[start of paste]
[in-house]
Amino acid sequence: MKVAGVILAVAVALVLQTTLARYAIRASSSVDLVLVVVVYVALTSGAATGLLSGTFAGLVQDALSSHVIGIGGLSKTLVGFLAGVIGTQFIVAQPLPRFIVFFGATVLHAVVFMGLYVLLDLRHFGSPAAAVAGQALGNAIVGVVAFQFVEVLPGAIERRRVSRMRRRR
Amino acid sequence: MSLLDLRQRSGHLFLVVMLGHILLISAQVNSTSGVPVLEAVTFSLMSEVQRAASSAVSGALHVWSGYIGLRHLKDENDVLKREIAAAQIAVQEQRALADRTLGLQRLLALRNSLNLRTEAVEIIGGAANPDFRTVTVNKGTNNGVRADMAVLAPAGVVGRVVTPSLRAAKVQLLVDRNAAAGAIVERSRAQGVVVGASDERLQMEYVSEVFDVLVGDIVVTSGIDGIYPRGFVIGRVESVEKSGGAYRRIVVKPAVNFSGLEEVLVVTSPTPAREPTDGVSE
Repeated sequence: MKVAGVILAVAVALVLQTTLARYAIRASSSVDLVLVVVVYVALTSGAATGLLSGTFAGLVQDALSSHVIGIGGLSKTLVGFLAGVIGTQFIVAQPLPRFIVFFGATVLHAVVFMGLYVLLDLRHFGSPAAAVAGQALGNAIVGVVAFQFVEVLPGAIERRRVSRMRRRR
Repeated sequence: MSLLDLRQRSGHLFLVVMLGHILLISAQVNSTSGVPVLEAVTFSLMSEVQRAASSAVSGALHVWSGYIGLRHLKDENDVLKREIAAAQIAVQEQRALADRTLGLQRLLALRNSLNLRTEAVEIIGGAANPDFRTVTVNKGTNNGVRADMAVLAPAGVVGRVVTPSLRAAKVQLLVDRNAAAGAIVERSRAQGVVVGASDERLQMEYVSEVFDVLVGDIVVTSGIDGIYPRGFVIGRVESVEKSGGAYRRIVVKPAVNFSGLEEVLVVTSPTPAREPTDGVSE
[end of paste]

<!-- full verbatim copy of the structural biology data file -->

[in-house]
Amino acid sequence: MKVAGVILAVAVALVLQTTLARYAIRASSSVDLVLVVVVYVALTSGAATGLLSGTFAGLVQDALSSHVIGIGGLSKTLVGFLAGVIGTQFIVAQPLPRFIVFFGATVLHAVVFMGLYVLLDLRHFGSPAAAVAGQALGNAIVGVVAFQFVEVLPGAIERRRVSRMRRRR
Amino acid sequence: MSLLDLRQRSGHLFLVVMLGHILLISAQVNSTSGVPVLEAVTFSLMSEVQRAASSAVSGALHVWSGYIGLRHLKDENDVLKREIAAAQIAVQEQRALADRTLGLQRLLALRNSLNLRTEAVEIIGGAANPDFRTVTVNKGTNNGVRADMAVLAPAGVVGRVVTPSLRAAKVQLLVDRNAAAGAIVERSRAQGVVVGASDERLQMEYVSEVFDVLVGDIVVTSGIDGIYPRGFVIGRVESVEKSGGAYRRIVVKPAVNFSGLEEVLVVTSPTPAREPTDGVSE
Repeated sequence: MKVAGVILAVAVALVLQTTLARYAIRASSSVDLVLVVVVYVALTSGAATGLLSGTFAGLVQDALSSHVIGIGGLSKTLVGFLAGVIGTQFIVAQPLPRFIVFFGATVLHAVVFMGLYVLLDLRHFGSPAAAVAGQALGNAIVGVVAFQFVEVLPGAIERRRVSRMRRRR
Repeated sequence: MSLLDLRQRSGHLFLVVMLGHILLISAQVNSTSGVPVLEAVTFSLMSEVQRAASSAVSGALHVWSGYIGLRHLKDENDVLKREIAAAQIAVQEQRALADRTLGLQRLLALRNSLNLRTEAVEIIGGAANPDFRTVTVNKGTNNGVRADMAVLAPAGVVGRVVTPSLRAAKVQLLVDRNAAAGAIVERSRAQGVVVGASDERLQMEYVSEVFDVLVGDIVVTSGIDGIYPRGFVIGRVESVEKSGGAYRRIVVKPAVNFSGLEEVLVVTSPTPAREPTDGVSE